I’ve been writing stupid things on the Internet since 1998, and in that time it’s rare for me to have a story I haven’t told anyone before. So, you’re in for a treat. I want to tell you about a beautiful woman named Ashley, the biggest disappointment in my life, and how a fantasy I have explains why the myth of social media persists long after its debut in 2007.
In 2002, I took a year off from Alfred State College because my first year was … not a pleasant experience. Mostly for reasons I documented in Social Media Is Bullshit.
Returning to Alfred State was not high on my list of things to do. At the time, I would have rather been anally penetrated by Wolverine’s adamantium claws, but then I met Ashley and all was right in the world.
Ashley was absolutely beautiful, and I was in love with her the moment I saw her. Unfortunately, I spent most of my life being functionally retarded, so my attempts to get her to pay any attention to me were met with horrible and hilarious failure.
(On the upside, I did get a sweet cat out of this mess, but that’s a whole other story.)
For a brief moment though, a light appeared at the end of the tunnel. The last day of school had arrived, and after numerous attempts to get Ashley to hang out to me, Ashley called and left a message on my answering machine saying she wanted to do so.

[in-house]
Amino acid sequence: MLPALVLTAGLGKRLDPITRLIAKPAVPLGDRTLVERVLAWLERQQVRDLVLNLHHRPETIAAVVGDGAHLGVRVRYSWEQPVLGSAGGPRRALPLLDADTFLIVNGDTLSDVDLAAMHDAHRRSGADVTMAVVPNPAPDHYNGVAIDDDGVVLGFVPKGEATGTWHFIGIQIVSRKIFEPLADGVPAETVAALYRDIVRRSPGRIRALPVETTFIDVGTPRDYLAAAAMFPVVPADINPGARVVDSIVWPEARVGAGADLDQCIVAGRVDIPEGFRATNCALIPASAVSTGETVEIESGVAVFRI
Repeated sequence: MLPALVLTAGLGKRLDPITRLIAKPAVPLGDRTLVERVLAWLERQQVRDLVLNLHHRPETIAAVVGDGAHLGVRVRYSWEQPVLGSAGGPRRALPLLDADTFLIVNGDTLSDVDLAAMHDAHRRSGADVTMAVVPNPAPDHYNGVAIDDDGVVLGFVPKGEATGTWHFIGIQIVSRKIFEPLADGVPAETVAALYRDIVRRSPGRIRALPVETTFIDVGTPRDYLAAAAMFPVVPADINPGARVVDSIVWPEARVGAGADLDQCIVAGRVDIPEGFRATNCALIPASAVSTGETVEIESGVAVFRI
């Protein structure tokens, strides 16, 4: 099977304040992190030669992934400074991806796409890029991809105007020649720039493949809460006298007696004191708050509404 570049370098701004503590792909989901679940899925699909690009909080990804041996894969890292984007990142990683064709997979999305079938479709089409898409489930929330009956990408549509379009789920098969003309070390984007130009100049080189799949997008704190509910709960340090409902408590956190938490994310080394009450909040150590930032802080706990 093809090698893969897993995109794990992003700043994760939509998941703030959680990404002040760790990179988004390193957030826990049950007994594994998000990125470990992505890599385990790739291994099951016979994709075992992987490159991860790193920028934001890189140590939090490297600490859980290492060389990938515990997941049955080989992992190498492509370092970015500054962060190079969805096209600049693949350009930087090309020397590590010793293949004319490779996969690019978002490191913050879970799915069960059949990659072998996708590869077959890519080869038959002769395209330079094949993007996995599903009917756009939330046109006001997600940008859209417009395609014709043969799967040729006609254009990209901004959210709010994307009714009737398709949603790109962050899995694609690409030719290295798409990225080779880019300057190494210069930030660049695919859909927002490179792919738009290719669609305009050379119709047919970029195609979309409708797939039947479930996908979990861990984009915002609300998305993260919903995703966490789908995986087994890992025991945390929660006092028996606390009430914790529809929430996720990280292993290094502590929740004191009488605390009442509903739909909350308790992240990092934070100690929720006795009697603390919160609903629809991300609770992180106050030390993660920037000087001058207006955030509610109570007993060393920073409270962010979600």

And for a few seconds, I felt amazing. Like I was proclaimed king of the world, having earned that crown after strangling Jack from Titanic with some razor wire I found in the street.
But as it goes with anything in my life, as soon as something amazing happens, something even worse immediately follows. This happens almost like clockwork, so much so that I can safely predict that if my book hits The New York Times Best Sellers list, you can bet I’ll be dead the next day. Probably smothered in my own feces by a crazed social media marketer seeking revenge.
And so … the next message on the machine was from my parents, saying they were only ten minutes away from Alfred State, and I had to have everything packed and ready to go by the time they got there.
I still had one test to take, meaning I had to ask the professor if I can take it early, leaving my parents in the room to pack. This resulted in another phone call from Ashley, this time between her and my Mom. Something my Mom would only tell me about years later, before saying Ashley’s last name and adding, “That doesn’t sound Jewish”.
On the way back from taking the test, a final for a poetry course I was taking just to be around her, I ran into Ashley and had to explain why I was leaving. I have a photo from the end of that conversation, with her walking up the stairs and out of my life. Ashley looking back at me with a mixture of annoyance, disappointment, and hate.
That was the last time I ever saw her.
Eight years later, I still feel like I’m in love with her. Isn’t that crazy? I know. I know. It’s just a fantasy. A fiction my mind created because the situation was left unresolved, and it’s a powerful fiction that leads me to believe stupid things despite all the evidence that says I’m being an idiot by believing in it.
This is a lot like the fantasy people have with social media and why they still cling to it. You don’t need me to tell you social media is bullshit, it’s obvious to anyone who takes a close examination of any of the claims made about it.